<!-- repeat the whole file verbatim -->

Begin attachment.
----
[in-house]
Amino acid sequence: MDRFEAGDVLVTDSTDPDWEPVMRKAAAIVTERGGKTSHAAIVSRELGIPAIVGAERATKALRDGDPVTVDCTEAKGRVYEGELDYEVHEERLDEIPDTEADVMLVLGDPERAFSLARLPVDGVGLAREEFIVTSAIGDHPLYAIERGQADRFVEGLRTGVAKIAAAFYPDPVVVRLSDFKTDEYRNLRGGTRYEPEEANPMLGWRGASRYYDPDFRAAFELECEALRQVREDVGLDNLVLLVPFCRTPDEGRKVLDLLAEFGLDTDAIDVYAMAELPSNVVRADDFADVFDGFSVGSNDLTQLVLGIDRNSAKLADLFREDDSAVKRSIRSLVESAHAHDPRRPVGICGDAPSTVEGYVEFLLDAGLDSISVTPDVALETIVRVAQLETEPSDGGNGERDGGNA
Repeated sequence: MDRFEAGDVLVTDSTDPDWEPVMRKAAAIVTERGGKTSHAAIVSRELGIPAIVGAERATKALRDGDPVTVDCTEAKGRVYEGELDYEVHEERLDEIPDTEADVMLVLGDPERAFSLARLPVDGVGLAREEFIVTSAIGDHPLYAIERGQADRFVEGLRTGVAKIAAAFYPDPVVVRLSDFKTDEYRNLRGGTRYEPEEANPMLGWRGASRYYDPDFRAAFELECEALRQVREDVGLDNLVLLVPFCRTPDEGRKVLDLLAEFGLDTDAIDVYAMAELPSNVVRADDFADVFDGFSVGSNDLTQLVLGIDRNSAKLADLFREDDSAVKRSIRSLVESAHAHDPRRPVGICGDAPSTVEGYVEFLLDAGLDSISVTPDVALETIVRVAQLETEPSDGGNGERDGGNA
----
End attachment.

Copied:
[in-house]
Amino acid sequence: MDRFEAGDVLVTDSTDPDWEPVMRKAAAIVTERGGKTSHAAIVSRELGIPAIVGAERATKALRDGDPVTVDCTEAKGRVYEGELDYEVHEERLDEIPDTEADVMLVLGDPERAFSLARLPVDGVGLAREEFIVTSAIGDHPLYAIERGQADRFVEGLRTGVAKIAAAFYPDPVVVRLSDFKTDEYRNLRGGTRYEPEEANPMLGWRGASRYYDPDFRAAFELECEALRQVREDVGLDNLVLLVPFCRTPDEGRKVLDLLAEFGLDTDAIDVYAMAELPSNVVRADDFADVFDGFSVGSNDLTQLVLGIDRNSAKLADLFREDDSAVKRSIRSLVESAHAHDPRRPVGICGDAPSTVEGYVEFLLDAGLDSISVTPDVALETIVRVAQLETEPSDGGNGERDGGNA
Repeated sequence: MDRFEAGDVLVTDSTDPDWEPVMRKAAAIVTERGGKTSHAAIVSRELGIPAIVGAERATKALRDGDPVTVDCTEAKGRVYEGELDYEVHEERLDEIPDTEADVMLVLGDPERAFSLARLPVDGVGLAREEFIVTSAIGDHPLYAIERGQADRFVEGLRTGVAKIAAAFYPDPVVVRLSDFKTDEYRNLRGGTRYEPEEANPMLGWRGASRYYDPDFRAAFELECEALRQVREDVGLDNLVLLVPFCRTPDEGRKVLDLLAEFGLDTDAIDVYAMAELPSNVVRADDFADVFDGFSVGSNDLTQLVLGIDRNSAKLADLFREDDSAVKRSIRSLVESAHAHDPRRPVGICGDAPSTVEGYVEFLLDAGLDSISVTPDVALETIVRVAQLETEPSDGGNGERDGGNA